Canada’s federal equalization program is motivated by good intentions. However, the program has unintended consequences, and creates perverse incentives that have allowed at least two “have-not” provinces to shun sensible economic opportunities.
New Brunswick Premier Brian Gallant, seems poised to follow through on a campaign promise to institute a moratorium on hydraulic fracturing.
Over fifty years, observers have become inured to troubling reports of Atlantic Canada's economic difficulties.
Even the most jaundiced observer would recognize, however, that data for the last two years describes something different. The regional economy is not experiencing continued slow decline: it is starting to implode.
The recent native protests in New Brunswick against proposed hydraulic fracturing ('fracking') are not only devoid of facts but harm the potential for prosperity and lower personal taxes. Add in the anti-fracking frothing in neighbouring Nova Scotia, and also in Quebec, and it adds up to ill-advised provincial policies, this despite the safety of fracking.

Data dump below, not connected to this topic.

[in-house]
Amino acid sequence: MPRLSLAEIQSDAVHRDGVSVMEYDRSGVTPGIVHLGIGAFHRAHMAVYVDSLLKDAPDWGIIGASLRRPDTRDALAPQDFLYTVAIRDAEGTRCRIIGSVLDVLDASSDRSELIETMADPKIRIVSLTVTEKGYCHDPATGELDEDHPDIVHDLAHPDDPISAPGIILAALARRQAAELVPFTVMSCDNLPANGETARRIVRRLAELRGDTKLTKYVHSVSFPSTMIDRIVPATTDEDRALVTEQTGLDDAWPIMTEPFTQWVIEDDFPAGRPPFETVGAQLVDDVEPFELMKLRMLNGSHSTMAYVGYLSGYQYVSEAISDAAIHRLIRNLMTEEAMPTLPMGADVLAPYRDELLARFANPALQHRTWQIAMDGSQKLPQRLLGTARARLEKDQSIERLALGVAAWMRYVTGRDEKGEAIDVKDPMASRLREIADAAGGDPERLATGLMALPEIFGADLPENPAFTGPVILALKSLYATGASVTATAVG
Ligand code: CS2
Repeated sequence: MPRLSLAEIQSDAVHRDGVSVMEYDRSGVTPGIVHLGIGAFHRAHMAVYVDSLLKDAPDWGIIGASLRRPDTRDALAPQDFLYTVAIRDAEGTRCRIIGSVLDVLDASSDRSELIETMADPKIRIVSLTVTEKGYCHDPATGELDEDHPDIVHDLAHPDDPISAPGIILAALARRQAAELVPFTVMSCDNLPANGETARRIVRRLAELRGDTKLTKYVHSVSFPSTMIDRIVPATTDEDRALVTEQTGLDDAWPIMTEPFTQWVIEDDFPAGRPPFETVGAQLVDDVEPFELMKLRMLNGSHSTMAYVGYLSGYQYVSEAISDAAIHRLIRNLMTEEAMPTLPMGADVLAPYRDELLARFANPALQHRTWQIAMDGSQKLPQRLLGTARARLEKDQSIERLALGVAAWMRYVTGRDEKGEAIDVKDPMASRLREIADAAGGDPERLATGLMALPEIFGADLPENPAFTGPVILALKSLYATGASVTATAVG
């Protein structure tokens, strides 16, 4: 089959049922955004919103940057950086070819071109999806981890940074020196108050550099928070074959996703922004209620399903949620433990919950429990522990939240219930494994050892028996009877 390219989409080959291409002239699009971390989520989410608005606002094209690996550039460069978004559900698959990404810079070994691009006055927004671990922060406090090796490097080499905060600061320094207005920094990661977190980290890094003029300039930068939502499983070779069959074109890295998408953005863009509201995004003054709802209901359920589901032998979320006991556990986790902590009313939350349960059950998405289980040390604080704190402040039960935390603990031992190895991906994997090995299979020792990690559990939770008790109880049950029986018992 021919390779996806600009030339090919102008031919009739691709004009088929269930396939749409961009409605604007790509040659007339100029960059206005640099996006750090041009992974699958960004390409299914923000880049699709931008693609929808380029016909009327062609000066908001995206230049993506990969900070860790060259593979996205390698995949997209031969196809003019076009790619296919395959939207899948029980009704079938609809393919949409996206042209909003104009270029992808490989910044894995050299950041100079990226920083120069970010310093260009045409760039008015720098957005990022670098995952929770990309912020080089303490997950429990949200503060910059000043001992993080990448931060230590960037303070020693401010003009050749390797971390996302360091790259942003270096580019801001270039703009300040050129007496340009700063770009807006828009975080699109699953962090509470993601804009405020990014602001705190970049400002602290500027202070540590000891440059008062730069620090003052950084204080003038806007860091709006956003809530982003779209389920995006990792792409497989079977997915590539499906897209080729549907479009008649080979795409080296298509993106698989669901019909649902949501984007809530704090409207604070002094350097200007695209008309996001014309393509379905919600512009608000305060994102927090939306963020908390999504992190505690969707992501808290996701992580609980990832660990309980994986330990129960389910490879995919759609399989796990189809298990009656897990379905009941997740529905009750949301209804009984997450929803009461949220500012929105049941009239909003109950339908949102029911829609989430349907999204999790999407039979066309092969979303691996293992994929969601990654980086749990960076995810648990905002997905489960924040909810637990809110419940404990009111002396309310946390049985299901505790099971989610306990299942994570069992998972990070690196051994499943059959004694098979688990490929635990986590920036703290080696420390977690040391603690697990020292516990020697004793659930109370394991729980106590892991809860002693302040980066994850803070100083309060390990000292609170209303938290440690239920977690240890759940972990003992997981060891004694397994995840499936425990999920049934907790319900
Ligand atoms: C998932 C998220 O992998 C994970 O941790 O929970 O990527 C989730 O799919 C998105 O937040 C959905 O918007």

Before detailing the potential for a lighter personal income tax burden if more resource development was allowed, here are the facts on hydraulic fracturing for oil and gas.
Last weeks provincial budget was a heap of bad news for New Brunswickers. First they learned that they will continue to be burdened by a government with shaky finances driven by annual deficits and mushrooming debt. Topping that off, Progressive Conservative Finance Minister Blaine Higgs proposed a series of highly damaging tax increases as a way out of New Brunswicks deep fiscal hole. Unfortunately, these tax hikes will cast a dark cloud over New Brunswicks economic prospects and likely bring little revenue in return.
New Brunswicks new tax plan: Ontario take note: New Brunswick is considering a 10% income tax rate and a 5% corporate tax rate
Ontario Premier Dalton McGuinty could learn a thing or two from his colleague in New Brunswick, Liberal Premier Shawn Graham.
In 2006, after defeating the incumbent Conservative government, the newly elected Graham took a page from McGuinty's playbook and increased personal and corporate taxes. However, unlike McGuinty, Premier Graham seems to have learned from his mistakes and is reversing course.